IDEAS home Printed from https://ideas.repec.org/
MyIDEAS: Login to save this article or follow this journal

Marginal to the Revolution: The Curious Relationship between Economics and the Behavioral Sciences Movement in Mid-Twentieth-Century America

  • Jefferson Pooley
  • Mark Solovey
Registered author(s):

    American economics largely ignored the behavioral sciences movement in the decade after World War II. The social scientists who adopted the “behavioral sciences” moniker were self-consciously nomothetic, fond of mathematics and statistical analysis, and eager to stand close to the natural sciences. The same was true of leading postwar economists, and yet they alone opted out, with only a few exceptions. We explore this divide as it emerged in the early development of the Ford Foundation's Behavioral Sciences Program (BSP). We describe early efforts to incorporate economics into the BSP in a substantial manner, premised on the belief that economic analysis could be greatly strengthened by the behavioral science orientation, with its emphasis on rigorous empirical study of actual human behavior. Yet these efforts failed, in large part because economists, especially those commonly labeled “neoclassical,” were uninterested, skeptical, and even dismissive of what they took to be an immature and faddish initiative. Gaps in postwar prestige and clashing models of social science contributed to the Ford Foundation's decision to fund economics on a separate track from the other social sciences. In our account, the adoption of the “behavioral sciences” terminology in tandem with the movement's institutional anchoring at the Ford Foundation thus reflected and widened the split between economists and their counterparts in the other social sciences.

    If you experience problems downloading a file, check if you have the proper application to view it first. In case of further problems read the IDEAS help page. Note that these files are not on the IDEAS site. Please be patient as the files may be large.

    File URL: http://hope.dukejournals.org/content/42/Suppl_1/199.full.pdf+html
    File Function: link to full text
    Download Restriction: Access to full text is restricted to subscribers.

    As the access to this document is restricted, you may want to look for a different version under "Related research" (further below) or search for a different version of it.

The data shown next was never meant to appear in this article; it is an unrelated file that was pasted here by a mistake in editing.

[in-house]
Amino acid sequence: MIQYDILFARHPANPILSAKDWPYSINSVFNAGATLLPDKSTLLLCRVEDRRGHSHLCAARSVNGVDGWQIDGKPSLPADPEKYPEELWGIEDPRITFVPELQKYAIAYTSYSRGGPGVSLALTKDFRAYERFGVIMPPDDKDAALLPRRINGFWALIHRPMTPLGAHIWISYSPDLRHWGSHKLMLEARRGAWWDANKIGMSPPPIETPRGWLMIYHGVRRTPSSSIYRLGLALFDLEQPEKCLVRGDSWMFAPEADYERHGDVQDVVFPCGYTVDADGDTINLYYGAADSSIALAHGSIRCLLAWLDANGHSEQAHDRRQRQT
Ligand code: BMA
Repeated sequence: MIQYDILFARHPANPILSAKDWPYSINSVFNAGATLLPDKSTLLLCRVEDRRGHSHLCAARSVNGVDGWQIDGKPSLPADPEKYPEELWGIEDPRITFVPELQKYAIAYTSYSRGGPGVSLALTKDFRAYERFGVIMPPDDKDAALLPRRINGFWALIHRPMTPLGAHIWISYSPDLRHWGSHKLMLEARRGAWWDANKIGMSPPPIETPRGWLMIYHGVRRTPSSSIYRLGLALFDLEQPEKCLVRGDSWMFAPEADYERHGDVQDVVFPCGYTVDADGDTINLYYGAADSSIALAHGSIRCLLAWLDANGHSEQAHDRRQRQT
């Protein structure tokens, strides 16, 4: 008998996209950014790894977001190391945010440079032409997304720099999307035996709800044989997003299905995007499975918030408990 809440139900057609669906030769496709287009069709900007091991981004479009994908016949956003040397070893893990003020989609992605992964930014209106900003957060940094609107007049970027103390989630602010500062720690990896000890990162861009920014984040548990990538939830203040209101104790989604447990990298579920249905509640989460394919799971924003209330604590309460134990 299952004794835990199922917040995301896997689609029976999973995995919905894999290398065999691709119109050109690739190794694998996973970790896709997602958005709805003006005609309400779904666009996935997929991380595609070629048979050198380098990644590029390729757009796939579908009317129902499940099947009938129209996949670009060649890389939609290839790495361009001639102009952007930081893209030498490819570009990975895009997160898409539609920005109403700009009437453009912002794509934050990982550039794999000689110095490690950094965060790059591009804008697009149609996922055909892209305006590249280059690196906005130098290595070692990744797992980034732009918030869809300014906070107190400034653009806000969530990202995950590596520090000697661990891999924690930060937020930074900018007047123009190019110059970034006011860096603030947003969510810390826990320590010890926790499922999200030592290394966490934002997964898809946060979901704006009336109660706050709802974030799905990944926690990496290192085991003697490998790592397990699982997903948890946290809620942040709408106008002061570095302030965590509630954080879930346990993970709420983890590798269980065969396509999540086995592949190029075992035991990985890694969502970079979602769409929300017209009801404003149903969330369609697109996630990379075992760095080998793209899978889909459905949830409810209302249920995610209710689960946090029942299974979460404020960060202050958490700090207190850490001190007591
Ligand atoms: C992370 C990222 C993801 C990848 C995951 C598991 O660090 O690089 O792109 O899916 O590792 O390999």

Article provided by Duke University Press in its journal History of Political Economy.

    Volume (Year): 42 (2010)
    Issue (Month): 5 (Supplement)
    Pages: 199-233

    as
    in new window

    Handle: RePEc:hop:hopeec:v:42:y:2010:i:5:p:199-233
    Contact details of provider: Postal: Duke University Press 905 W. Main Street, Suite 18B Durham, NC 27701
    Phone: (919) 660-1800
    Fax: (919) 684-8974
    Web page: http://www.dukeupress.edu/Catalog/ViewProduct.php?viewby=journal&productid=45614

    No references listed on IDEAS
    You can help add them by filling out this form.

    This item is not listed on Wikipedia, on a reading list or among the top items on IDEAS.

    When requesting a correction, please mention this item's handle: RePEc:hop:hopeec:v:42:y:2010:i:5:p:199-233. See general information about how to correct material in RePEc.

    For technical questions regarding this item, or to correct its authors, title, abstract, bibliographic or download information, contact: (Center for the History of Political Economy Webmaster)

    If you have authored this item and are not yet registered with RePEc, we encourage you to do it here. This allows to link your profile to this item. It also allows you to accept potential citations to this item that we are uncertain about.

    If references are entirely missing, you can add them using this form.

    If the full references list an item that is present in RePEc, but the system did not link to it, you can help with this form.

    If you know of missing items citing this one, you can help us creating those links by adding the relevant references in the same way as above, for each refering item. If you are a registered author of this item, you may also want to check the "citations" tab in your profile, as there may be some citations waiting for confirmation.

    Please note that corrections may take a couple of weeks to filter through the various RePEc services.

    This information is provided to you by IDEAS at the Research Division of the Federal Reserve Bank of St. Louis using RePEc data.